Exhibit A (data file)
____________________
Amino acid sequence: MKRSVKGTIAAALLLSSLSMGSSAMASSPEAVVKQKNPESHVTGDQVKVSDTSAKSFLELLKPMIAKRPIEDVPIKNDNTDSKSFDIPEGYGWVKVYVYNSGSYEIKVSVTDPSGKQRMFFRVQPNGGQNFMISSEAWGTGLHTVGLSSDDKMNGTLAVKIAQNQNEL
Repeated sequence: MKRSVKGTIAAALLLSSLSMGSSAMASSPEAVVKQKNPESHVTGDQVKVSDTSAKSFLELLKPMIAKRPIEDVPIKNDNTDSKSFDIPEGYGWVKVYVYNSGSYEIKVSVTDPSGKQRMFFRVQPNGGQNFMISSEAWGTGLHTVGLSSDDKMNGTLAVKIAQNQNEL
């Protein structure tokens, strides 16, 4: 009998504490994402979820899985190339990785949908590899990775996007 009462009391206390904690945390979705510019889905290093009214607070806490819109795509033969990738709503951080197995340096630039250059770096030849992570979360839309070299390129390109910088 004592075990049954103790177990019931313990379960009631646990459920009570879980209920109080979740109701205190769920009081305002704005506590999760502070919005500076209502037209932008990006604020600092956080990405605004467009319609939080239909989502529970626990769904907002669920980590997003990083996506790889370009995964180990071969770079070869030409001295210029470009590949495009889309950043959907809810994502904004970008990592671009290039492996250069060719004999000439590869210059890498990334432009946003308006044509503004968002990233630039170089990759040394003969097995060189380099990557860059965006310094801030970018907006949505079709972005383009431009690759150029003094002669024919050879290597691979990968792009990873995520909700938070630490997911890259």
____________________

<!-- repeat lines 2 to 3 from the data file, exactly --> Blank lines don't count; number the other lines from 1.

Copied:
Repeated sequence: MKRSVKGTIAAALLLSSLSMGSSAMASSPEAVVKQKNPESHVTGDQVKVSDTSAKSFLELLKPMIAKRPIEDVPIKNDNTDSKSFDIPEGYGWVKVYVYNSGSYEIKVSVTDPSGKQRMFFRVQPNGGQNFMISSEAWGTGLHTVGLSSDDKMNGTLAVKIAQNQNEL
């Protein structure tokens, strides 16, 4: 009998504490994402979820899985190339990785949908590899990775996007 009462009391206390904690945390979705510019889905290093009214607070806490819109795509033969990738709503951080197995340096630039250059770096030849992570979360839309070299390129390109910088 004592075990049954103790177990019931313990379960009631646990459920009570879980209920109080979740109701205190769920009081305002704005506590999760502070919005500076209502037209932008990006604020600092956080990405605004467009319609939080239909989502529970626990769904907002669920980590997003990083996506790889370009995964180990071969770079070869030409001295210029470009590949495009889309950043959907809810994502904004970008990592671009290039492996250069060719004999000439590869210059890498990334432009946003308006044509503004968002990233630039170089990759040394003969097995060189380099990557860059965006310094801030970018907006949505079709972005383009431009690759150029003094002669024919050879290597691979990968792009990873995520909700938070630490997911890259």